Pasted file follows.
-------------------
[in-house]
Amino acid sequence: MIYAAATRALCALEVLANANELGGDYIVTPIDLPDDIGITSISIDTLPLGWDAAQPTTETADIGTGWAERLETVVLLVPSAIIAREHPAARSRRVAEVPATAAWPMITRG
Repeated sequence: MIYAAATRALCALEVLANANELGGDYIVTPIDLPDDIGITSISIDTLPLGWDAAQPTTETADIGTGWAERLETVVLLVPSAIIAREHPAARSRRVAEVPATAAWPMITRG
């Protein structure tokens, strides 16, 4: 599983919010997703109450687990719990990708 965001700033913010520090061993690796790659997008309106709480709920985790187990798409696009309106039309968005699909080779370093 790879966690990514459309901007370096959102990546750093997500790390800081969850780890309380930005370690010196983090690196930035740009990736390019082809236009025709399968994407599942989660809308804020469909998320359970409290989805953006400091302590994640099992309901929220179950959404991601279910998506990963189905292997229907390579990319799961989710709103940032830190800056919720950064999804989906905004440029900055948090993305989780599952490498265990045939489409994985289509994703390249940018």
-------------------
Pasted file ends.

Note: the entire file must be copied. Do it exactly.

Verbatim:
[in-house]
Amino acid sequence: MIYAAATRALCALEVLANANELGGDYIVTPIDLPDDIGITSISIDTLPLGWDAAQPTTETADIGTGWAERLETVVLLVPSAIIAREHPAARSRRVAEVPATAAWPMITRG
Repeated sequence: MIYAAATRALCALEVLANANELGGDYIVTPIDLPDDIGITSISIDTLPLGWDAAQPTTETADIGTGWAERLETVVLLVPSAIIAREHPAARSRRVAEVPATAAWPMITRG
């Protein structure tokens, strides 16, 4: 599983919010997703109450687990719990990708 965001700033913010520090061993690796790659997008309106709480709920985790187990798409696009309106039309968005699909080779370093 790879966690990514459309901007370096959102990546750093997500790390800081969850780890309380930005370690010196983090690196930035740009990736390019082809236009025709399968994407599942989660809308804020469909998320359970409290989805953006400091302590994640099992309901929220179950959404991601279910998506990963189905292997229907390579990319799961989710709103940032830190800056919720950064999804989906905004440029900055948090993305989780599952490498265990045939489409994985289509994703390249940018």